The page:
While there is a certain atmosphere and a slow-burning tension present throughout The Accountant, there is also a lack of story and a sense of direction which swerves the plot's initial potential down a ditch. Written by Bill Dubuque and directed by Gavin O'Connor, the main appeal of the movie rests with the lead performance, but even Affleck's recent good form isn't enough to make up for the movie's many shortcomings.

The story follows Christian Wolff (Affleck); an introvert of a man who, since an early age, was diagnosed with a form of high-functioning autism. Thanks to his superb skills and knack for numbers, he has found himself in career as an accountant where he now manages the accounts and finances for a number of criminal organisations. His doings soon attract the attention of Treasury Department agent, Ray King (the underused J.K Simmons) who assigns newbie associate, Marybeth Medina (Addai-Robinson) to find Christian and uncover the many secrets he must be keeping

In order to stay ahead of the game and away from the authorities' radar, Christian takes on a new client - a legitimate and a renowned robotics company - agreeing to uncover a recently-found inconsistency in their books. Paired with the company's accounting clerk, Dana (Kendrick), who initially found the discrepancy, Christian begins digging for answers, but as the pair gets closer to the truth, they find themselves targeted by a contract killer (Bernthal) who has been hired to make sure that they don't.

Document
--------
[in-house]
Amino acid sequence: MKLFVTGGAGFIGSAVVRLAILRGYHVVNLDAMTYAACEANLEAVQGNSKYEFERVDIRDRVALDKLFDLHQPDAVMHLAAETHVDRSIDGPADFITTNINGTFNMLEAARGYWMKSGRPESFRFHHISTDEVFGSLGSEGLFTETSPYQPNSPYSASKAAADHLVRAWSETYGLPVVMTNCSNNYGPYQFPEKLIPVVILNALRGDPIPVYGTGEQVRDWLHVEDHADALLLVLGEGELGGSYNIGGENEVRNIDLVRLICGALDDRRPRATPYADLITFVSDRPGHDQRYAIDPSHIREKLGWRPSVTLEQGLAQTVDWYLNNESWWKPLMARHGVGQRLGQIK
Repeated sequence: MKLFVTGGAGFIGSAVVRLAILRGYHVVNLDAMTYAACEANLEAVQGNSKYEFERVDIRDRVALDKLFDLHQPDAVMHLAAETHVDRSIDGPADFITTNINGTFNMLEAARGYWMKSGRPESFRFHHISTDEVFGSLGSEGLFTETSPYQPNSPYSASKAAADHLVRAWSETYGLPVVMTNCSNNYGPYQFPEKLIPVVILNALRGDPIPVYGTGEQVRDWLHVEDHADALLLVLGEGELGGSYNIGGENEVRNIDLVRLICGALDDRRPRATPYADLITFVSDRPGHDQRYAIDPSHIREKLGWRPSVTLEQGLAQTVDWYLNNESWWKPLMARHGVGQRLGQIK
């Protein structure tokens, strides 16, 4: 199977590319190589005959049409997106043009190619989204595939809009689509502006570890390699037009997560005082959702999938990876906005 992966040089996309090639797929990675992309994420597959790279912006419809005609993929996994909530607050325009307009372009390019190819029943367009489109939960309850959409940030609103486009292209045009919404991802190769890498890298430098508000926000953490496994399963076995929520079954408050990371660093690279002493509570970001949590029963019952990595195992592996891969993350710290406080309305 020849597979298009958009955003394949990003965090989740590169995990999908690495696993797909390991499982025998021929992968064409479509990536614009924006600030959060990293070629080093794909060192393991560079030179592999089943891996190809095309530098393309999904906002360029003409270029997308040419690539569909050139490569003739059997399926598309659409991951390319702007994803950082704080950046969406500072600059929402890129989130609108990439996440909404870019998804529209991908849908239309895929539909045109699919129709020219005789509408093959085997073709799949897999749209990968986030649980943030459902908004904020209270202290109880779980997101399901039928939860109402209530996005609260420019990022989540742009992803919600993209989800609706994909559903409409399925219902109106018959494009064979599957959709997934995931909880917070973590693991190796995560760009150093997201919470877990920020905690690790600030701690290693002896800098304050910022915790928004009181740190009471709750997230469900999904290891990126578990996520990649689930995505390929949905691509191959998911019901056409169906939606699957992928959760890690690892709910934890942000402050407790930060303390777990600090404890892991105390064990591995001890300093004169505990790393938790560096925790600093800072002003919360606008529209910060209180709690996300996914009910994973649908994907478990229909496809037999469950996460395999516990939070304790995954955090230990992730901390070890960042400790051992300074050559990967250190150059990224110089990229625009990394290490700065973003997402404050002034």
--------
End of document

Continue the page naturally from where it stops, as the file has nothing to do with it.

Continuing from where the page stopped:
Taking on a little more than it can chew, Bill Dubuque's needlessly complicated script tries to cram in one too many storylines and genre tropes at once. Mixing action with comedy and a relatively disturbing family drama - the part of the story which depicts Christian's troublesome childhood spent with his military father (Treveiler) who refused to get him the treatment his son needed - The Accountant fails to fully develop any of its ideas, ultimately delivering a series of half-baked concepts with very little, to no effect.

What does work, however, is Ben Affleck who delivers one of his better performances in his career. Coming across as relatively cold and emotionally distant, Affleck's somewhat stiff but ultimately charming performance provides the picture with the necessary weight; his rigid routine and personality quirks are portrayed through an interesting set of sequences and flashbacks. The problem is, however, that everyone else, including Kendrick's bubbly Dana, act as nothing more than a set plot-devices there to progress the story further. 

Delivering some comparatively exciting action set-pieces, The Accountant is not a complete drag. However, while it may be fun to watch Affleck kick some serious ass, the overall result is underwhelming, with the picture coming across as somewhat desperate to please on too many fronts.